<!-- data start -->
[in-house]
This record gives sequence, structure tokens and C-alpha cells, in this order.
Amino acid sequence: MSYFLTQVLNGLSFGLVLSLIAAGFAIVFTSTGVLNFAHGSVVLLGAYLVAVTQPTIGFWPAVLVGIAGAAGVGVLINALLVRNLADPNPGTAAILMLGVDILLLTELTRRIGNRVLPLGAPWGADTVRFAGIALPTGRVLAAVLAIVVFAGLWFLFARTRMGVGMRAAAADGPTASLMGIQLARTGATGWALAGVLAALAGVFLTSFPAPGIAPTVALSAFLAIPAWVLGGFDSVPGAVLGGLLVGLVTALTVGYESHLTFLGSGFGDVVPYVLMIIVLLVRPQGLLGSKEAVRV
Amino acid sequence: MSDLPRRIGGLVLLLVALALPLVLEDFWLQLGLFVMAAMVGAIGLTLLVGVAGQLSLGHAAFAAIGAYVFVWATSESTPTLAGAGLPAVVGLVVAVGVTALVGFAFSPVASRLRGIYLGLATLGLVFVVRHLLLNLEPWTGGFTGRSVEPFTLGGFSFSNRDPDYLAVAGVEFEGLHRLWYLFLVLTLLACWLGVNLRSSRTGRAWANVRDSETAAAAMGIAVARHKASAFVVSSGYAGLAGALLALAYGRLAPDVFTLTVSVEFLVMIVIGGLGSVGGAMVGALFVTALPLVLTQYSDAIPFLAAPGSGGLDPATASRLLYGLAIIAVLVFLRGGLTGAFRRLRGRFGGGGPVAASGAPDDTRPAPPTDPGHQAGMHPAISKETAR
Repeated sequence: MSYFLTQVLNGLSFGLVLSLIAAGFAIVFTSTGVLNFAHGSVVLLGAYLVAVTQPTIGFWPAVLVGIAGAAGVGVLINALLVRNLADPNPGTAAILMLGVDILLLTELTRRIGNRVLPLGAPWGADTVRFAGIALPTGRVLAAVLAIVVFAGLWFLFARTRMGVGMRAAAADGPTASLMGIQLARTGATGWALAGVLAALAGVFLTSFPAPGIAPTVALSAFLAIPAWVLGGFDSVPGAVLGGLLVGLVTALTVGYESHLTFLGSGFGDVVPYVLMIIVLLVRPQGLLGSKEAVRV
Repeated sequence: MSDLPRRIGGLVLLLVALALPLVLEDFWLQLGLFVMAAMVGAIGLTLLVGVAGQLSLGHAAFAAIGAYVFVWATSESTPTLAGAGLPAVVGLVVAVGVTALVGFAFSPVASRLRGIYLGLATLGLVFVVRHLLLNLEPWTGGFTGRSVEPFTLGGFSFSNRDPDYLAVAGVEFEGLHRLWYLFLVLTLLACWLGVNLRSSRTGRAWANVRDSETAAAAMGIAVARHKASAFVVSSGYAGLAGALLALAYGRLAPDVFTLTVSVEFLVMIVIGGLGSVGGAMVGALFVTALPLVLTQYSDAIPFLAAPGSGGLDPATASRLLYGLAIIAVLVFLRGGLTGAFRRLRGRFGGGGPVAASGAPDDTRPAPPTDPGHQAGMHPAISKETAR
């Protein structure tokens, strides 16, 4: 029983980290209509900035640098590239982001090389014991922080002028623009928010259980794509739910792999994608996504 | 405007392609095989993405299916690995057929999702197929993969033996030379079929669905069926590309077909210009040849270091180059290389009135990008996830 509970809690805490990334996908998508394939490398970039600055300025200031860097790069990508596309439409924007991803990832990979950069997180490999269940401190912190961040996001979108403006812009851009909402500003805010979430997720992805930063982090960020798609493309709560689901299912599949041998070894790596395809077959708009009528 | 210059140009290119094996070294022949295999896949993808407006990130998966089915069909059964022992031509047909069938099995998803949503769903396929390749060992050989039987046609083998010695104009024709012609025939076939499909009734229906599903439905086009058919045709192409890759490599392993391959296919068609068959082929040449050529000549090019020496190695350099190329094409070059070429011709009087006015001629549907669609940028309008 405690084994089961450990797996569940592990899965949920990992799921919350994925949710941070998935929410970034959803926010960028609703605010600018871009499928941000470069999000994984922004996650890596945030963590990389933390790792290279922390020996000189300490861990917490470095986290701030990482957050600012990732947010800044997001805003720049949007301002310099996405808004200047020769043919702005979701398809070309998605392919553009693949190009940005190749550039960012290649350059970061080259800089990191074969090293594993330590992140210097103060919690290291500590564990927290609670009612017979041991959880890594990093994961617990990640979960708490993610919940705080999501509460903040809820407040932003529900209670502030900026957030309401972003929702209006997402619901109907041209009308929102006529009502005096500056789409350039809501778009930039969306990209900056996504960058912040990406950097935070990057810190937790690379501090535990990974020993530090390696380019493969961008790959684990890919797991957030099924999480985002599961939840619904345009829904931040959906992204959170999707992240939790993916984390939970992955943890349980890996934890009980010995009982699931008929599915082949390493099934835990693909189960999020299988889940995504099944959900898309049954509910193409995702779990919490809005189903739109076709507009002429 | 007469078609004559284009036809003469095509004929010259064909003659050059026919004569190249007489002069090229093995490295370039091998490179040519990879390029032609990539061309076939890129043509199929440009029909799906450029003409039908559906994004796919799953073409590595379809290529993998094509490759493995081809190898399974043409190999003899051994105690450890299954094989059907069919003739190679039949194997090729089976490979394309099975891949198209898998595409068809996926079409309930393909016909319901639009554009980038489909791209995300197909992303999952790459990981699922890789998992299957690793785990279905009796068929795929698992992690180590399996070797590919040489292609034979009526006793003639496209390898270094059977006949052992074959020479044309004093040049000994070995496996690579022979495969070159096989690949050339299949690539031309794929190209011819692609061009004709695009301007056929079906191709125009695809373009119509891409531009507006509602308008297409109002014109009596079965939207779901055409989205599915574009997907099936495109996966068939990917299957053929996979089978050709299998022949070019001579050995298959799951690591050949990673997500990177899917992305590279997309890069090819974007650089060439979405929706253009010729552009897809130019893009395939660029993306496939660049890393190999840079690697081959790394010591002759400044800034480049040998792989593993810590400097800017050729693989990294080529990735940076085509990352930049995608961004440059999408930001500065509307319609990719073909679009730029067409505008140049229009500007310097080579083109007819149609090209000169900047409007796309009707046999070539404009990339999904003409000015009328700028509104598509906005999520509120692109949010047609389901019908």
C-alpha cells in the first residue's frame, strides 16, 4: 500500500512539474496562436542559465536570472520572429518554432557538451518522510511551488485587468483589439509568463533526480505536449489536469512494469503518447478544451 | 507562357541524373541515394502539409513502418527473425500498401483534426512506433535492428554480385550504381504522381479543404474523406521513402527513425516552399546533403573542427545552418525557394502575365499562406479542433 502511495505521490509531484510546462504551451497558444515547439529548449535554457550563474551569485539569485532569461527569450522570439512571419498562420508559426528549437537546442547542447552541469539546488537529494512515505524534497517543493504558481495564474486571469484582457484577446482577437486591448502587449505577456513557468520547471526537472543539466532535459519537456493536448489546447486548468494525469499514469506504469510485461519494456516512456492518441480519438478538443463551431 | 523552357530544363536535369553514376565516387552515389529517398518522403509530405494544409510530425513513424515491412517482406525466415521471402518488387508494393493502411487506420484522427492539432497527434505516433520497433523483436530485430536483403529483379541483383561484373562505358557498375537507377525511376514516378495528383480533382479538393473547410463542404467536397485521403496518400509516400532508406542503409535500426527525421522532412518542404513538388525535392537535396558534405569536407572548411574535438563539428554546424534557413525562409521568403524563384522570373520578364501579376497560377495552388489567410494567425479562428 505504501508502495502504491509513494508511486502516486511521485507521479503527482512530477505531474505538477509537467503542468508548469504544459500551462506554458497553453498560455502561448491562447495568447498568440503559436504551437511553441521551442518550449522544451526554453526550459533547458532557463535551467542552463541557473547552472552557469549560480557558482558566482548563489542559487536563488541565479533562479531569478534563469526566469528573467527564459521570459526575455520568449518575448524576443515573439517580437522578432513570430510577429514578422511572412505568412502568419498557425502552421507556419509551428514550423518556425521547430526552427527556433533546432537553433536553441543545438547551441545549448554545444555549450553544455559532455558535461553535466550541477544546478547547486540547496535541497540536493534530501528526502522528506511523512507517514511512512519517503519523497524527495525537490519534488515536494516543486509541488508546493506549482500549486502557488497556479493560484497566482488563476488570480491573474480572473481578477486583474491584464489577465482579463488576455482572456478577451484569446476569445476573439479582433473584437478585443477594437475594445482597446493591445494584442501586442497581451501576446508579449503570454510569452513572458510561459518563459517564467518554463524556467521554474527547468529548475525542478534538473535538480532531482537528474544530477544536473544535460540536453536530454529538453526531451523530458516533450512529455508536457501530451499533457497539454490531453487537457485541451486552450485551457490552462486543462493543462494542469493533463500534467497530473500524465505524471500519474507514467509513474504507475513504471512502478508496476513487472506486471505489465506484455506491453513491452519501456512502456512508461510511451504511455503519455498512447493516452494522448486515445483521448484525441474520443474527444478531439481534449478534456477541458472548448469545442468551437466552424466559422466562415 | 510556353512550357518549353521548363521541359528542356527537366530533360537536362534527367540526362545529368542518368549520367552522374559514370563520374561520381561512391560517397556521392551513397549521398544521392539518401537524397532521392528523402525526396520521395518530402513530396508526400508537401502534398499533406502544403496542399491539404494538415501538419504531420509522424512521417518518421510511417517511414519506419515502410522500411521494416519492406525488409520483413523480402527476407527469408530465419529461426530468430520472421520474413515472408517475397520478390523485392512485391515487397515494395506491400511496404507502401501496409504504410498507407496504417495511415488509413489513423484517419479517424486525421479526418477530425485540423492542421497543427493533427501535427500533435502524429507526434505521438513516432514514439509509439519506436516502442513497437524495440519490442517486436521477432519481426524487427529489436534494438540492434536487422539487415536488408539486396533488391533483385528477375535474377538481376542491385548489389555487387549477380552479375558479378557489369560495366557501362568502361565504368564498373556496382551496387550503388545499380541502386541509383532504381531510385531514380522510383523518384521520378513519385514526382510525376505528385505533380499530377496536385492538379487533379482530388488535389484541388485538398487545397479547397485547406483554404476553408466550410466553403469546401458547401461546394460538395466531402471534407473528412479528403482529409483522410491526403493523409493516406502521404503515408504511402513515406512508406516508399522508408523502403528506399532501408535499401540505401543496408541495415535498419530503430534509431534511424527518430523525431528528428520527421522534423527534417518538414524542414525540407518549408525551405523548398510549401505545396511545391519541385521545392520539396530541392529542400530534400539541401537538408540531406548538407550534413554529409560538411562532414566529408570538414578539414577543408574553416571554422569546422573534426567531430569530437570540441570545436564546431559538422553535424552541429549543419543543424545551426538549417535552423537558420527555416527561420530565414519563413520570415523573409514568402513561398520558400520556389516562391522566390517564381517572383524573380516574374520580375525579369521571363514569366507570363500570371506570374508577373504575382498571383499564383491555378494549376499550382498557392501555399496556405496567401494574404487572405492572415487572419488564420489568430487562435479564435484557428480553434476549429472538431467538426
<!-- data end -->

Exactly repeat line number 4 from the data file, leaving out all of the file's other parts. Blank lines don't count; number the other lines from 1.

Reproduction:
Amino acid sequence: MSDLPRRIGGLVLLLVALALPLVLEDFWLQLGLFVMAAMVGAIGLTLLVGVAGQLSLGHAAFAAIGAYVFVWATSESTPTLAGAGLPAVVGLVVAVGVTALVGFAFSPVASRLRGIYLGLATLGLVFVVRHLLLNLEPWTGGFTGRSVEPFTLGGFSFSNRDPDYLAVAGVEFEGLHRLWYLFLVLTLLACWLGVNLRSSRTGRAWANVRDSETAAAAMGIAVARHKASAFVVSSGYAGLAGALLALAYGRLAPDVFTLTVSVEFLVMIVIGGLGSVGGAMVGALFVTALPLVLTQYSDAIPFLAAPGSGGLDPATASRLLYGLAIIAVLVFLRGGLTGAFRRLRGRFGGGGPVAASGAPDDTRPAPPTDPGHQAGMHPAISKETAR